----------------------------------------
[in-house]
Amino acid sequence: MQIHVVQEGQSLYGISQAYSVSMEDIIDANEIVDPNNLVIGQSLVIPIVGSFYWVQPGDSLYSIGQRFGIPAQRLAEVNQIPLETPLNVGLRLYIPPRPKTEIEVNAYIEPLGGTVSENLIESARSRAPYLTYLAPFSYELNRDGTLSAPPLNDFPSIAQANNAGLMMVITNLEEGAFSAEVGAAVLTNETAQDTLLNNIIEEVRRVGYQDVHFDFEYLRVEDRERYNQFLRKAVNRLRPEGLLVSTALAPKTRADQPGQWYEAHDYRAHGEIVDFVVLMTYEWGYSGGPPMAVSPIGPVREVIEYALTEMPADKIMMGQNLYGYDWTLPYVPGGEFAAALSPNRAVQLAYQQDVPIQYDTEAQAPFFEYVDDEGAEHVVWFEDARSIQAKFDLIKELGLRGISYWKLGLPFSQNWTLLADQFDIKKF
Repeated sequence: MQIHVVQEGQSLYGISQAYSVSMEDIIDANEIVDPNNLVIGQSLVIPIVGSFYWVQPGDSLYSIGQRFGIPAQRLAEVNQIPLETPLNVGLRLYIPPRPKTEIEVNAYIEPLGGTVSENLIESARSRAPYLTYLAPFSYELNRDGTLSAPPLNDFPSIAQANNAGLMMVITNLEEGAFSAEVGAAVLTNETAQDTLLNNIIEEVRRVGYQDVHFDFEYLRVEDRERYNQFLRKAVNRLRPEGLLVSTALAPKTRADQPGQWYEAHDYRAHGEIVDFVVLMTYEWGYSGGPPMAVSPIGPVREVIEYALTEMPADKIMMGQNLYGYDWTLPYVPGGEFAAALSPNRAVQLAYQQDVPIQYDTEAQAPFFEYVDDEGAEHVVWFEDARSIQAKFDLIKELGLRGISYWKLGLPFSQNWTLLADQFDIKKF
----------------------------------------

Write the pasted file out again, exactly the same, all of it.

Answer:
[in-house]
Amino acid sequence: MQIHVVQEGQSLYGISQAYSVSMEDIIDANEIVDPNNLVIGQSLVIPIVGSFYWVQPGDSLYSIGQRFGIPAQRLAEVNQIPLETPLNVGLRLYIPPRPKTEIEVNAYIEPLGGTVSENLIESARSRAPYLTYLAPFSYELNRDGTLSAPPLNDFPSIAQANNAGLMMVITNLEEGAFSAEVGAAVLTNETAQDTLLNNIIEEVRRVGYQDVHFDFEYLRVEDRERYNQFLRKAVNRLRPEGLLVSTALAPKTRADQPGQWYEAHDYRAHGEIVDFVVLMTYEWGYSGGPPMAVSPIGPVREVIEYALTEMPADKIMMGQNLYGYDWTLPYVPGGEFAAALSPNRAVQLAYQQDVPIQYDTEAQAPFFEYVDDEGAEHVVWFEDARSIQAKFDLIKELGLRGISYWKLGLPFSQNWTLLADQFDIKKF
Repeated sequence: MQIHVVQEGQSLYGISQAYSVSMEDIIDANEIVDPNNLVIGQSLVIPIVGSFYWVQPGDSLYSIGQRFGIPAQRLAEVNQIPLETPLNVGLRLYIPPRPKTEIEVNAYIEPLGGTVSENLIESARSRAPYLTYLAPFSYELNRDGTLSAPPLNDFPSIAQANNAGLMMVITNLEEGAFSAEVGAAVLTNETAQDTLLNNIIEEVRRVGYQDVHFDFEYLRVEDRERYNQFLRKAVNRLRPEGLLVSTALAPKTRADQPGQWYEAHDYRAHGEIVDFVVLMTYEWGYSGGPPMAVSPIGPVREVIEYALTEMPADKIMMGQNLYGYDWTLPYVPGGEFAAALSPNRAVQLAYQQDVPIQYDTEAQAPFFEYVDDEGAEHVVWFEDARSIQAKFDLIKELGLRGISYWKLGLPFSQNWTLLADQFDIKKF